Each of the aforementioned grounds will treat their A-league tenants to terrain more suited to the Australian Supercross Championships in their next fixtures. All three surfaces will be regaled with thirty burly men in short shorts bumping into each other on the eve of their respective A-league fixtures, inevitably resulting in games being played at the sort of pace you might expect while making your way through a boggy field in the dark.
Brisbane Roar vice-chairman Chris Fong down-played any difficulties. “We’ve got a world-class home. We are very happy with Suncorp Stadium,” cheered Fong, doing his bit for the promotion of attractive play by staging home matches on a ploughed field.
“We certainly understand that for the round ball game (the pitch) is an integral part of the game,” Parramatta Stadium director Luke Colman said. “The unfortunate thing is the weather and diseases, those are the unknown factors,” he explained whilst punching the words ‘Sydney’, ‘weather’ and ‘influenza’ into google.
Allianz Stadium officials refused to comment on their excuse for a pitch, however Bling FC fans can be rest assured that Terry McHack will be on hand to recreate these heartwarming scenes…
Oh the joy!
It’s tough being a Morwell fan at the moment. League away form is nothing short of abysmal, a top six finals finish teeters on a knife-edge, the price of cashmere has skyrocketed in recent weeks, and now Heart CEO Scott Munn is smarting after being “snubbed” by everyone’s favourite under-paid defender Luca$$$h Neill.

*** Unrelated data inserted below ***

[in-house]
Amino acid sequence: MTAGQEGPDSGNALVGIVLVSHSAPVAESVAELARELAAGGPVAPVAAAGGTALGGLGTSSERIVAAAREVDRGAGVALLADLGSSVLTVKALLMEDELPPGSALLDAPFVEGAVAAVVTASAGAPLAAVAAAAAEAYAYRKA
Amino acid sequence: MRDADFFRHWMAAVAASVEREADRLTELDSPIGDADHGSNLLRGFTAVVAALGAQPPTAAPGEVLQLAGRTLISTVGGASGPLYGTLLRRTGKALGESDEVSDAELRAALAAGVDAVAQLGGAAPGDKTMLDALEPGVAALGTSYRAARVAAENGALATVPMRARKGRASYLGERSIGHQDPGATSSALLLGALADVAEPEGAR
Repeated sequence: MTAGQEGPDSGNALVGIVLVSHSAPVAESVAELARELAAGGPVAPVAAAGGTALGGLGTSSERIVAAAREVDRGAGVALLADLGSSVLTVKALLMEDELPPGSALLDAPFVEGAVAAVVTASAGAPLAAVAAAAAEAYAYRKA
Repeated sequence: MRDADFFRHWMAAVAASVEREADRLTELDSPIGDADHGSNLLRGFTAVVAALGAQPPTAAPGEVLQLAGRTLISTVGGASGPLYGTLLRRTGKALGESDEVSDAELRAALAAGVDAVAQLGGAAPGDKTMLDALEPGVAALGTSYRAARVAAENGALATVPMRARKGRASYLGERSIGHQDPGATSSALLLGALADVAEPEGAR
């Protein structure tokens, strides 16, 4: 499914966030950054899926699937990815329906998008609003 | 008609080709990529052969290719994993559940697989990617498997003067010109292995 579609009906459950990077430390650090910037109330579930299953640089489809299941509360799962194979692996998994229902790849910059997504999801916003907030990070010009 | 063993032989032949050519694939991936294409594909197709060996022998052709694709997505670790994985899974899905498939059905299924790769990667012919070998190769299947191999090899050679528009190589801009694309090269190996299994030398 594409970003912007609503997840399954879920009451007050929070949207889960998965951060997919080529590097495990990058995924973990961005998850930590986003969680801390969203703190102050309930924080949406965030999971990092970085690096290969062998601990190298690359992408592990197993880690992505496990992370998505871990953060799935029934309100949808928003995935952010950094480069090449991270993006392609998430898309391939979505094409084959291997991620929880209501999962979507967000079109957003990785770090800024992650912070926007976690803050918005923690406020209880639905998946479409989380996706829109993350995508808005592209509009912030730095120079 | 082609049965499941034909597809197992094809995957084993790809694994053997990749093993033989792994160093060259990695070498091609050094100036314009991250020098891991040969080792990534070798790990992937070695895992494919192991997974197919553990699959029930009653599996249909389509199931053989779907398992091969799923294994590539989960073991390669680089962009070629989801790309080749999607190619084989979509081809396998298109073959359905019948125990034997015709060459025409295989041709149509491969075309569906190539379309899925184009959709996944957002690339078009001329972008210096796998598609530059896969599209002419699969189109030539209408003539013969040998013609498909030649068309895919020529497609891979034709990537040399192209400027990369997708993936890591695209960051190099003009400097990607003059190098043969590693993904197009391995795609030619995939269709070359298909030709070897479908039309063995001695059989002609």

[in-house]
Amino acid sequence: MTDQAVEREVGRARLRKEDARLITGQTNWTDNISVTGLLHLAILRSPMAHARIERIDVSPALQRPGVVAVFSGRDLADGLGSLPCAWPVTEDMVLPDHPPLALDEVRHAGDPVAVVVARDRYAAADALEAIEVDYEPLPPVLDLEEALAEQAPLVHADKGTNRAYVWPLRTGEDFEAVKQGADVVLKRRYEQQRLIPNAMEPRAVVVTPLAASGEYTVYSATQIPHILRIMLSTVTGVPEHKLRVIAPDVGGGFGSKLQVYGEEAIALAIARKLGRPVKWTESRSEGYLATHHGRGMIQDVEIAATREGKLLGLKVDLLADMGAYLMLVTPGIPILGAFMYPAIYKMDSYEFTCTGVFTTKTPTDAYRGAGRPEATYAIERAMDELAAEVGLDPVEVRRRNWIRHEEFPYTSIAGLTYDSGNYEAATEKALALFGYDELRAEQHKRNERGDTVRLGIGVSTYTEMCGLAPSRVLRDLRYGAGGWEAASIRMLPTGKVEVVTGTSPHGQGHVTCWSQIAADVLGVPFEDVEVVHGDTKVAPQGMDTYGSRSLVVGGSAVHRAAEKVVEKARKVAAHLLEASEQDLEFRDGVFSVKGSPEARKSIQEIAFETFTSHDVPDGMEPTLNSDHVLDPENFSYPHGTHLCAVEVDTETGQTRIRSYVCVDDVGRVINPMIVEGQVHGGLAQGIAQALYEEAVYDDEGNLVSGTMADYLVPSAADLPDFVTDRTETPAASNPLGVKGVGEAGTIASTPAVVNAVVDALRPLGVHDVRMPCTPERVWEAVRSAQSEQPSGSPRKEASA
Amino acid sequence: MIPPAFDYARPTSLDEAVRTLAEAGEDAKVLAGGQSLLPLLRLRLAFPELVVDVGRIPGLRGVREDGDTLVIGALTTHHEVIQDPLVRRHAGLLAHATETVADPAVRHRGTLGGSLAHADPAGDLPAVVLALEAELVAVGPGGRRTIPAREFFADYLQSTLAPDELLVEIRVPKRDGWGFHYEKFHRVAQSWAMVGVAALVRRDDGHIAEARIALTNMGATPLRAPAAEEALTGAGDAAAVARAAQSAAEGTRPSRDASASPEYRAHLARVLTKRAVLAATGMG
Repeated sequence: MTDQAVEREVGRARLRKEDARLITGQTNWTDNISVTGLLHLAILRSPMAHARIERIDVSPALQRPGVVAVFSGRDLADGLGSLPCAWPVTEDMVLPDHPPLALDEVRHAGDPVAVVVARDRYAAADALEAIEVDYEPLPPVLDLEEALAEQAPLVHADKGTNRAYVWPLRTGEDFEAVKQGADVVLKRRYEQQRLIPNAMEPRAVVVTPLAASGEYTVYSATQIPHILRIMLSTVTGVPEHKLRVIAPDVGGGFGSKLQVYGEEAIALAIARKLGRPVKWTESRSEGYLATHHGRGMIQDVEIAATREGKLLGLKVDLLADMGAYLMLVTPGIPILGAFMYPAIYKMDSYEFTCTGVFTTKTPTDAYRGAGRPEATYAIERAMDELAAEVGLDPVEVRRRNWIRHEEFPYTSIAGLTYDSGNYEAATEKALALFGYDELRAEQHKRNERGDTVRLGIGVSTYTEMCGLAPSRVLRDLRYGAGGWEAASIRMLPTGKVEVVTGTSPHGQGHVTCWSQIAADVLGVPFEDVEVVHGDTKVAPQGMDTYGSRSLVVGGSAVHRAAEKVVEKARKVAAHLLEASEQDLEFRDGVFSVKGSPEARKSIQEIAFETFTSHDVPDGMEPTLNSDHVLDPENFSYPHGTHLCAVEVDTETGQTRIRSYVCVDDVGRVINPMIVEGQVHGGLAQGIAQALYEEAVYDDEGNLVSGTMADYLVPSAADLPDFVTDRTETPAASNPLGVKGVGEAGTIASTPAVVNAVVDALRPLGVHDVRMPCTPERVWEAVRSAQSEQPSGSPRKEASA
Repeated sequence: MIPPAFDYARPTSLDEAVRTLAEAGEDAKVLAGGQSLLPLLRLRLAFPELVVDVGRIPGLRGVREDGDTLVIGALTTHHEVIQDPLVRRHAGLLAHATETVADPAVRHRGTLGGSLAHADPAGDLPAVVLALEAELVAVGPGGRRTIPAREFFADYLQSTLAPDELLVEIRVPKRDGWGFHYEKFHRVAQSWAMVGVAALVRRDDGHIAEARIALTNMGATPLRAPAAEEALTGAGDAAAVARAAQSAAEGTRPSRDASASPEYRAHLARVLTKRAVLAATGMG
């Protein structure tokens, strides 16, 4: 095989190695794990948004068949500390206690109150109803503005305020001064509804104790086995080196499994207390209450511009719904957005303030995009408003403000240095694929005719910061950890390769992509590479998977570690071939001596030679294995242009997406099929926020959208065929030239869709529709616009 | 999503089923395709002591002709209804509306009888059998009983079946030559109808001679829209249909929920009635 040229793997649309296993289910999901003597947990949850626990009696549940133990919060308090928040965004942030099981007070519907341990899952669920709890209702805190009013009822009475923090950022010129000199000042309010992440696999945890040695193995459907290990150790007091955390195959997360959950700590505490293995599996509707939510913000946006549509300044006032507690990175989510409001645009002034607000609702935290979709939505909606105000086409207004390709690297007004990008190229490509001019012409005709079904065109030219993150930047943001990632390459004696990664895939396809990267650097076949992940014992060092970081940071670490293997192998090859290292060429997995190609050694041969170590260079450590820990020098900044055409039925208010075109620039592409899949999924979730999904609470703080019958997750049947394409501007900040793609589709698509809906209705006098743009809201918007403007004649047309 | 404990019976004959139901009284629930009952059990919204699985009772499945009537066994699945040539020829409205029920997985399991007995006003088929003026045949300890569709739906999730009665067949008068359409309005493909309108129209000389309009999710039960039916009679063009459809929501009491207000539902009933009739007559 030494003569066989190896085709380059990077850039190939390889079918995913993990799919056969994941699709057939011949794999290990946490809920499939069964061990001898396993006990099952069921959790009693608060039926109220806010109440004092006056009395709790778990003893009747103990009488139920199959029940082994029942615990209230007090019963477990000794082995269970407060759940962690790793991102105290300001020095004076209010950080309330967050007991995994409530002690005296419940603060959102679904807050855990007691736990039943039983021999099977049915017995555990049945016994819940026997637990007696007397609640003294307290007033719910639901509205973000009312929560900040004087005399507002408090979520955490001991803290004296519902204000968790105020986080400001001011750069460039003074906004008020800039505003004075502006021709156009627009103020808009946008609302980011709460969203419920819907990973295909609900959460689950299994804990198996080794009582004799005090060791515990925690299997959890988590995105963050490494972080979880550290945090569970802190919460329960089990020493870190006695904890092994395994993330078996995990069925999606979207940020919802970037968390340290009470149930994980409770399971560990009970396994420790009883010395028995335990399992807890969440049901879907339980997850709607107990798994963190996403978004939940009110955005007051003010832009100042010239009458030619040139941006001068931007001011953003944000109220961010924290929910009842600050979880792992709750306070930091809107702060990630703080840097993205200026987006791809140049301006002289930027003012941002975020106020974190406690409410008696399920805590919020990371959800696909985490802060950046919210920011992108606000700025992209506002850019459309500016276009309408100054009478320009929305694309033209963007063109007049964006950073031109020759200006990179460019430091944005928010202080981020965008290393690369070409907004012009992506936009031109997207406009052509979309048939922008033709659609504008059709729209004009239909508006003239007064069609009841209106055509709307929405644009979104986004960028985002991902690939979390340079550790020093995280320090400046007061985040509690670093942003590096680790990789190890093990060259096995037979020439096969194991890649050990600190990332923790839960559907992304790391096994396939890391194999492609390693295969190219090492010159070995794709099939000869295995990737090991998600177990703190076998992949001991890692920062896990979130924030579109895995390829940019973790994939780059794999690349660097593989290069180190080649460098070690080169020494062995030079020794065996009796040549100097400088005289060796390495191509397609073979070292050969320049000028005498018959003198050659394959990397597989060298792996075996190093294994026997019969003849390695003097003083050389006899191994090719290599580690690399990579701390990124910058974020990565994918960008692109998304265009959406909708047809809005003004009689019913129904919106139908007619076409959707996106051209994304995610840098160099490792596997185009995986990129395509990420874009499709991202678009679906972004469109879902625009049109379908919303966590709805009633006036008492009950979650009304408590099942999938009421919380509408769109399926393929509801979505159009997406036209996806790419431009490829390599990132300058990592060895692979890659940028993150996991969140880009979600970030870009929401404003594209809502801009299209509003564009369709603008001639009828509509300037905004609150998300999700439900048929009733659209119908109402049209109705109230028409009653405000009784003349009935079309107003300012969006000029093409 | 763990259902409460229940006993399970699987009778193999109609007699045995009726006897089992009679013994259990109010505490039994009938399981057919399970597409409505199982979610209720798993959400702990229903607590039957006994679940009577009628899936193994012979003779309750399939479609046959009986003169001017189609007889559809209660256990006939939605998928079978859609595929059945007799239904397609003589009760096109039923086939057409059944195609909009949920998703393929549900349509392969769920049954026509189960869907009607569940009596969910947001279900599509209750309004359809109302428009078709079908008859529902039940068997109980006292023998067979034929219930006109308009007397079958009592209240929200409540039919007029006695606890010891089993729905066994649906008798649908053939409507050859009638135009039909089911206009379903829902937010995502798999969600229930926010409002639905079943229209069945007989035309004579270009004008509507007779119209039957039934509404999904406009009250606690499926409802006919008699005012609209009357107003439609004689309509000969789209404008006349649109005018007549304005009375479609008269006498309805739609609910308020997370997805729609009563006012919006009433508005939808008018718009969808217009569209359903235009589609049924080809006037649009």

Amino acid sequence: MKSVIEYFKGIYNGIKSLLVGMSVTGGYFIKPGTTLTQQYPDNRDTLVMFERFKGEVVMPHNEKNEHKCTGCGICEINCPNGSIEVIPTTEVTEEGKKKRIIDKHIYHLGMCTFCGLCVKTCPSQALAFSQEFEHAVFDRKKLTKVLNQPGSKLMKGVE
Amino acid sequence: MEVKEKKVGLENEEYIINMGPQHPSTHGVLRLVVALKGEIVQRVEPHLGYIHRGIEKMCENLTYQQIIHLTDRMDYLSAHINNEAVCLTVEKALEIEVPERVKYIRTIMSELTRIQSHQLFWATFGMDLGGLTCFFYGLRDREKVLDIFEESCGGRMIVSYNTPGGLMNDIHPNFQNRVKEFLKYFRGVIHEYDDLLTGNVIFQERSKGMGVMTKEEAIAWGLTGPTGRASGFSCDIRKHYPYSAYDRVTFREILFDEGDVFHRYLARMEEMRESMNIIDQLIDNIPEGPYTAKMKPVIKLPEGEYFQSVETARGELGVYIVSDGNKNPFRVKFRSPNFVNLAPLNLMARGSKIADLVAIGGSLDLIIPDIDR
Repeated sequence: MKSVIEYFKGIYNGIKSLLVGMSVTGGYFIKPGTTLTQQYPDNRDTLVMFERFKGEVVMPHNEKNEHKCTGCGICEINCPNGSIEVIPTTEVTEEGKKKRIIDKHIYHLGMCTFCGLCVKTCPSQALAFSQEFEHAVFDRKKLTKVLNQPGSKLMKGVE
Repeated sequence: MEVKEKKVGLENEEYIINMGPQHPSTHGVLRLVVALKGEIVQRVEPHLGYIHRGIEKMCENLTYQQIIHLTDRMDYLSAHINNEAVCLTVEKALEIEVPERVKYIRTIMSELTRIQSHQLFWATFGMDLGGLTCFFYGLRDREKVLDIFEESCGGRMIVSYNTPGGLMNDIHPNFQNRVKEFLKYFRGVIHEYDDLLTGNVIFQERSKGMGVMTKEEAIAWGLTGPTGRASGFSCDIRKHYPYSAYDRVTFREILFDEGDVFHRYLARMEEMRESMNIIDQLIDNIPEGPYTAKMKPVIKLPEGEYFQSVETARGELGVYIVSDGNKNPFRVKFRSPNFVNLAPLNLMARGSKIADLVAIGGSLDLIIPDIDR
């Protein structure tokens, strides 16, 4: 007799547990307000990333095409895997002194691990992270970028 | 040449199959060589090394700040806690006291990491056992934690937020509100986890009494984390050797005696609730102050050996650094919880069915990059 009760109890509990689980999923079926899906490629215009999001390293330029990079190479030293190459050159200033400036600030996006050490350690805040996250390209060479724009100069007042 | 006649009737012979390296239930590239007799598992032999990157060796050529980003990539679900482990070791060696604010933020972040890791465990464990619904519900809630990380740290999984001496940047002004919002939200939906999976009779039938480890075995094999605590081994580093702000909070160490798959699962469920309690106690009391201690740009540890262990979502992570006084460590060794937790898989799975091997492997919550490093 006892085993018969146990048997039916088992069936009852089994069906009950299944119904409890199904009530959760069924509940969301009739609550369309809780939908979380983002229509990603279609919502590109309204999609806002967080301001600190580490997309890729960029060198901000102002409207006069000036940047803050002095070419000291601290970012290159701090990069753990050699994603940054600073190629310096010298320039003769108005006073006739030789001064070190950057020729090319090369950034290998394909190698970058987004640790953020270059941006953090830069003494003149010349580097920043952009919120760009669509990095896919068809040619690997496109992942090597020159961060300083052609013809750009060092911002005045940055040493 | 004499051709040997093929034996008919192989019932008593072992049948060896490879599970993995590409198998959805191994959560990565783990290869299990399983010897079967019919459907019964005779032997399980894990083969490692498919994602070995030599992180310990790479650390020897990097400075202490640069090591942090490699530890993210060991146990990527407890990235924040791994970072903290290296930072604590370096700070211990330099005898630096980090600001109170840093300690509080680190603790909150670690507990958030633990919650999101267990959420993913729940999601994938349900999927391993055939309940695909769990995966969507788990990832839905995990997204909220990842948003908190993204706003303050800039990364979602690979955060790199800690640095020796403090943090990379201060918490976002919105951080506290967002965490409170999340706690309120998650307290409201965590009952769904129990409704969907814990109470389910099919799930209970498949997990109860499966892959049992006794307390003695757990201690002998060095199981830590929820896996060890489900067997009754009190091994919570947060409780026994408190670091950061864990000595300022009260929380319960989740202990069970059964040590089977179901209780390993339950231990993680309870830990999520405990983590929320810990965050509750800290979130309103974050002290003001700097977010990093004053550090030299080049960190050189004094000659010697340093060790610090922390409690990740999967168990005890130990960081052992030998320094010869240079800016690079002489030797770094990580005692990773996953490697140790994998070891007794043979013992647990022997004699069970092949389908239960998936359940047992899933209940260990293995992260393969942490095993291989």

On Friday, the covetous former Al Wasl defender had a chin wag with John Aloisi and Doug the Pizza Boy and gave them an “old-fashioned handshake agreement” that he would sign for the candy stripes. Sometime between that moment and Saturday evening (after watching the way that Heart “try to play”), Luca$$$h reneged on the aforementioned handshake and decided that he didn’t want to move to Bundoora. Not on his dead body. Or even for $100k. Instead he preferred the thought of Tony Piñata’s signature on his weekly pay-check.
“When the opportunity became very real to join Bling FC it was a difficult decision,” Neill straight-faced to the gathered press, “but (it was) an easy one from a family point of view, as they didn’t want to see me suffer the indignity of having to stand in an wheelie bin”, he almost said.
So as Heart miss out on another high profile name, they’re forced to doggedly stick to the strict youth policy that has so far earned them a sum total of zero trophies in three years and a squad average age of 42. Carry on boys!
Meanwhile in pie-eating news, Prayag United midfielder The Leaping Esky will be waddling his portly way to Wellington Funix - but only if he can summon up the required energy when the Indian Premier League season concludes in June.
Should Carlos manage to squeeze through the Cake Tin’s dressing room door he’ll become an “instant fan favourite” according to Kiwi bookkeeper Ricki Herbert. “Carlos is a massive signing,” Herbert said, managing to sum up his on-field and off-field presence in one fell swoop.
Discussing the reasons behind the move kickoffindia.com reported today that, “the Costa Rican player was unhappy with his stay in India and also had fallen with coach Eelco Schattorie.”
According to coach Eelco Schattorie, “When I came here, Carlos was not at the peak of his fitness. If we play long ball, Carlos has to run back and forth losing much energy.”
The Ancelottery can’t for the life of us work out why it didn’t work out.